Why Warren Buffet Hates Gold

After seven years in the penalty box, gold is finally starting to come alive, and the Armageddon crowd is absolutely loving it. Maybe after ten years of rising, stocks are finally expensive on a relative basis?

These are the guys who are perennially predicting the collapse of the dollar, the default of the US government, hyperinflation, and the end of the world.

Better to keep all your assets in gold and silver, store at least a year’s worth of canned food, and keep your untraceable guns well-oiled and supplied with ammo, preferably in high capacity magazines.

If you followed their advice, you lost your shirt.

I have broken many of these wayward acolytes of their money losing habits. But not all of them. There seems to be an endless supply emanating from the hinterlands.

The “Oracle of Omaha” Warren Buffet often goes to great lengths to explain why he despises the yellow metal.

The sage doesn't really care about the gold, whatever the price. He sees it primarily as a bet on fear. I imagine he feels the same about Bitcoin, the modern tulips of our age.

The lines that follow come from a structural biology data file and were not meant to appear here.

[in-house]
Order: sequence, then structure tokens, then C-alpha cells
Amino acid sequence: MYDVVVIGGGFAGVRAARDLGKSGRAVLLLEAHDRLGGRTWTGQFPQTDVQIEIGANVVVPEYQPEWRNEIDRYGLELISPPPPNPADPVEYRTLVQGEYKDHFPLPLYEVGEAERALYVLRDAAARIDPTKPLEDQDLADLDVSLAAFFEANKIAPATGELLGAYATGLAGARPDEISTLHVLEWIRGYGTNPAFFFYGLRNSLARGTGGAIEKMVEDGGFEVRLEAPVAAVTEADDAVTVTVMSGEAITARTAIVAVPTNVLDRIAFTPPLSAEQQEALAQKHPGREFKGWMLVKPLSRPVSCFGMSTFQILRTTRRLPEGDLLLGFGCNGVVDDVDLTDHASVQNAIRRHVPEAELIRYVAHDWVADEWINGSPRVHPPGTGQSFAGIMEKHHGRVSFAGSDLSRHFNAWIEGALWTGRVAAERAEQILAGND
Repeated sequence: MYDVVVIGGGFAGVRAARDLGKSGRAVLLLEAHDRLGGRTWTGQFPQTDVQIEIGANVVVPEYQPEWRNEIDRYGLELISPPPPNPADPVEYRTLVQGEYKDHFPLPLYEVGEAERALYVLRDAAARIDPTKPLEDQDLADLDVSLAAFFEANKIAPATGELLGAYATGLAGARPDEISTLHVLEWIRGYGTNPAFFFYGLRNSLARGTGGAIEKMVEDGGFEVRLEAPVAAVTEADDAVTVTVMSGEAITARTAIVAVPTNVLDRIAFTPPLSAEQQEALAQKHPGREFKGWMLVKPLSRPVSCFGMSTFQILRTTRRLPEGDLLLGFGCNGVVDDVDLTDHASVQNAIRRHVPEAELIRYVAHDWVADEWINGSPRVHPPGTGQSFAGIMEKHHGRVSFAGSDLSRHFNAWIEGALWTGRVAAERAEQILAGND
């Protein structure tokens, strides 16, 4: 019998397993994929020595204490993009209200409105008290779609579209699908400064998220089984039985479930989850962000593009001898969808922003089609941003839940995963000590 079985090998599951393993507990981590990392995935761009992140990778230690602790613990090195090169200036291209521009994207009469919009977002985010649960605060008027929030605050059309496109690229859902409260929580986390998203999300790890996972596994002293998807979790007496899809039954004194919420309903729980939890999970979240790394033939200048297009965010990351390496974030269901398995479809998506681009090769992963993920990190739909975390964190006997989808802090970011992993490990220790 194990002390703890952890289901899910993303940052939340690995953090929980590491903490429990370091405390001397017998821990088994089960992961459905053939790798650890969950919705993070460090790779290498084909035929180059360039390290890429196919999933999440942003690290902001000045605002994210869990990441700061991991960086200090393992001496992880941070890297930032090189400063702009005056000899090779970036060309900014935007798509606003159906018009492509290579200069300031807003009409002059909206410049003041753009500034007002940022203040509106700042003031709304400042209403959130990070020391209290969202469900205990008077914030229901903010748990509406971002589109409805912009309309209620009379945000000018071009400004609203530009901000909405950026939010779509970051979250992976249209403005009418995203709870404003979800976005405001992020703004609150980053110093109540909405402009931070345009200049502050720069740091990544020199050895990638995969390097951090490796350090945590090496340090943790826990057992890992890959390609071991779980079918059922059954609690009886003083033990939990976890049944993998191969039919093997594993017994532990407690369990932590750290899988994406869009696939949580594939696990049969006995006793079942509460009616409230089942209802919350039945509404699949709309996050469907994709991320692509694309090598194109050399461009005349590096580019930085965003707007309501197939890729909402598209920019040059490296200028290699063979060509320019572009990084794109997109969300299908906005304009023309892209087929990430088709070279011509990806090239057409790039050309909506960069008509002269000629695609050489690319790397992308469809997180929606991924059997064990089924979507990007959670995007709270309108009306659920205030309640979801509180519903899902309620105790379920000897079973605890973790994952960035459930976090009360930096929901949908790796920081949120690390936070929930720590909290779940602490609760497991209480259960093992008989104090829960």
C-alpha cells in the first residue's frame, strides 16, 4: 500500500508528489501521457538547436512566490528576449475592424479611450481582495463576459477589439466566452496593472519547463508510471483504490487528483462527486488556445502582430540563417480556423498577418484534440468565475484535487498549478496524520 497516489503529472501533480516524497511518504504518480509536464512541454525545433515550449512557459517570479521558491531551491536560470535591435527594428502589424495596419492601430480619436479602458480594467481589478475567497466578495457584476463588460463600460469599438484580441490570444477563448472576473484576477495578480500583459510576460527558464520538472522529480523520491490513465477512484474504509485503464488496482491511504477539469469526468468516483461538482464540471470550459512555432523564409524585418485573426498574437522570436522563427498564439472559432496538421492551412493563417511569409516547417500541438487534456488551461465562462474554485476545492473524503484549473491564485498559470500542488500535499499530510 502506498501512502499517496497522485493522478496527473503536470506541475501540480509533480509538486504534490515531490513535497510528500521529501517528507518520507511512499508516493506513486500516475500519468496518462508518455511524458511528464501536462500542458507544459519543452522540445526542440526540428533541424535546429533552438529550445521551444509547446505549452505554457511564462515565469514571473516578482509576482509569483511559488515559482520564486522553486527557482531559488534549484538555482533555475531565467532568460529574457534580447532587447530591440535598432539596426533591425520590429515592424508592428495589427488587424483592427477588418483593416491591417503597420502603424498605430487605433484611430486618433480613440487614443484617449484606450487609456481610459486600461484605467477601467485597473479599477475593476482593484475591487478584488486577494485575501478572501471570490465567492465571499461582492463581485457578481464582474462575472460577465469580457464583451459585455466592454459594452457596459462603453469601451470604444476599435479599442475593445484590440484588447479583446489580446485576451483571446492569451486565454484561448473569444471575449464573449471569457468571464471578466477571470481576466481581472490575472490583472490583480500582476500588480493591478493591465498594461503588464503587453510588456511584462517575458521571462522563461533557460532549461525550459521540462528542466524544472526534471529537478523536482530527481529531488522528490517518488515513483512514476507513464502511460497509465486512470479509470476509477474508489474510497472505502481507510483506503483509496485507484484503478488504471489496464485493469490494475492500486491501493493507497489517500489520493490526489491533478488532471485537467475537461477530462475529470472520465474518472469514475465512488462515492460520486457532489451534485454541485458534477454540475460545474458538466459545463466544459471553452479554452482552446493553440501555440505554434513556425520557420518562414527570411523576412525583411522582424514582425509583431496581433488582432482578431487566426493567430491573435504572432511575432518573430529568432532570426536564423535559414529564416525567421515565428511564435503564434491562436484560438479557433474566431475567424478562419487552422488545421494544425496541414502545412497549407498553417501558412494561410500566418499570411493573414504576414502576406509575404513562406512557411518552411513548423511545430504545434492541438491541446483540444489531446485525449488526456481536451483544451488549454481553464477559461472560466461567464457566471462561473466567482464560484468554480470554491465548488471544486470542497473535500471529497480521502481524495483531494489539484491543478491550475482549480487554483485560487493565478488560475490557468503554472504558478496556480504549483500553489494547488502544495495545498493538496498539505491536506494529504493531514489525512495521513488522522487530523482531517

If investors are more afraid in a year than they are today, then you make money on gold. If they aren't, then you lose money.

The only problem now is that fear ain’t working.

If you took all the gold in the world, it would form a cube 67 feet on a side, worth $5 trillion. For that same amount of money, you could own other assets with far greater productive earning power, including:

*All the farmland in the US, about 1 billion acres, which is worth $2.5 trillion.

*Seven Apple’s (AAPL), the second largest capitalized company in the world at $731 billion.

Instead of producing any income or dividends, gold just sits there and shines, making you feel like King Midas.

I don't know. With the stock market at an all-time high, and oil trading at $53/barrel, a bet on fear looks pretty good to me right now.

I'm still sticking with my long-term forecast of the old inflation adjusted high of $2,300/ounce.

It is just a matter of time before emerging market central bank buying pushes it up there. And who knows? Fear might make a comeback too.